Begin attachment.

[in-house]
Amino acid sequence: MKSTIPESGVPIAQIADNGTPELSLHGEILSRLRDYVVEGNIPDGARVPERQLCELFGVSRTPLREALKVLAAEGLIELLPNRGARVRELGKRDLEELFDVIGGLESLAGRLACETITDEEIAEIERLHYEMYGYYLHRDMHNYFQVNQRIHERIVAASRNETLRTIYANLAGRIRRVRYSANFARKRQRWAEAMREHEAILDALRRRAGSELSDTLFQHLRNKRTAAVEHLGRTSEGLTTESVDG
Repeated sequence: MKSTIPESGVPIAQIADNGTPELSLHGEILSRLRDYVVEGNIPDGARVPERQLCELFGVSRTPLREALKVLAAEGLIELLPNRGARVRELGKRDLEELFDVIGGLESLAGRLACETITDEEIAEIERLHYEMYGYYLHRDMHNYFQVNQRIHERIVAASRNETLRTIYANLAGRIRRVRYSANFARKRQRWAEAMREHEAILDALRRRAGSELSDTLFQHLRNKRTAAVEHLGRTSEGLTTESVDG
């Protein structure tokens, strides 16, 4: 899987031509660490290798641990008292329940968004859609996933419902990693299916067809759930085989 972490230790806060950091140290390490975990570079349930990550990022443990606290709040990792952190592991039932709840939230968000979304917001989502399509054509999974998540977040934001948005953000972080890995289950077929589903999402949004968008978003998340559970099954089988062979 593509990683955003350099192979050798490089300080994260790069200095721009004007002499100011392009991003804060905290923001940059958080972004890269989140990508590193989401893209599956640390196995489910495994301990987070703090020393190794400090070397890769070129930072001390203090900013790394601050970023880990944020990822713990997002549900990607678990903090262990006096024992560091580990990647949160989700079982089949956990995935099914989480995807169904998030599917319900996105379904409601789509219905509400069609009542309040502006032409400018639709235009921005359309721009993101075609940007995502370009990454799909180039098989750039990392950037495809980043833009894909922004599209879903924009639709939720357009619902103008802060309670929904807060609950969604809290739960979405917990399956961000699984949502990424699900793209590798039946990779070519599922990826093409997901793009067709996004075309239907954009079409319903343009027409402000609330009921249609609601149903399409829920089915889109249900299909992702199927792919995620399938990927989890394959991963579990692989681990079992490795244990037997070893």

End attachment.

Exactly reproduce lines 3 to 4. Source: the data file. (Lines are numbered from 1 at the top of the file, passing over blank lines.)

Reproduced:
Repeated sequence: MKSTIPESGVPIAQIADNGTPELSLHGEILSRLRDYVVEGNIPDGARVPERQLCELFGVSRTPLREALKVLAAEGLIELLPNRGARVRELGKRDLEELFDVIGGLESLAGRLACETITDEEIAEIERLHYEMYGYYLHRDMHNYFQVNQRIHERIVAASRNETLRTIYANLAGRIRRVRYSANFARKRQRWAEAMREHEAILDALRRRAGSELSDTLFQHLRNKRTAAVEHLGRTSEGLTTESVDG
């Protein structure tokens, strides 16, 4: 899987031509660490290798641990008292329940968004859609996933419902990693299916067809759930085989 972490230790806060950091140290390490975990570079349930990550990022443990606290709040990792952190592991039932709840939230968000979304917001989502399509054509999974998540977040934001948005953000972080890995289950077929589903999402949004968008978003998340559970099954089988062979 593509990683955003350099192979050798490089300080994260790069200095721009004007002499100011392009991003804060905290923001940059958080972004890269989140990508590193989401893209599956640390196995489910495994301990987070703090020393190794400090070397890769070129930072001390203090900013790394601050970023880990944020990822713990997002549900990607678990903090262990006096024992560091580990990647949160989700079982089949956990995935099914989480995807169904998030599917319900996105379904409601789509219905509400069609009542309040502006032409400018639709235009921005359309721009993101075609940007995502370009990454799909180039098989750039990392950037495809980043833009894909922004599209879903924009639709939720357009619902103008802060309670929904807060609950969604809290739960979405917990399956961000699984949502990424699900793209590798039946990779070519599922990826093409997901793009067709996004075309239907954009079409319903343009027409402000609330009921249609609601149903399409829920089915889109249900299909992702199927792919995620399938990927989890394959991963579990692989681990079992490795244990037997070893």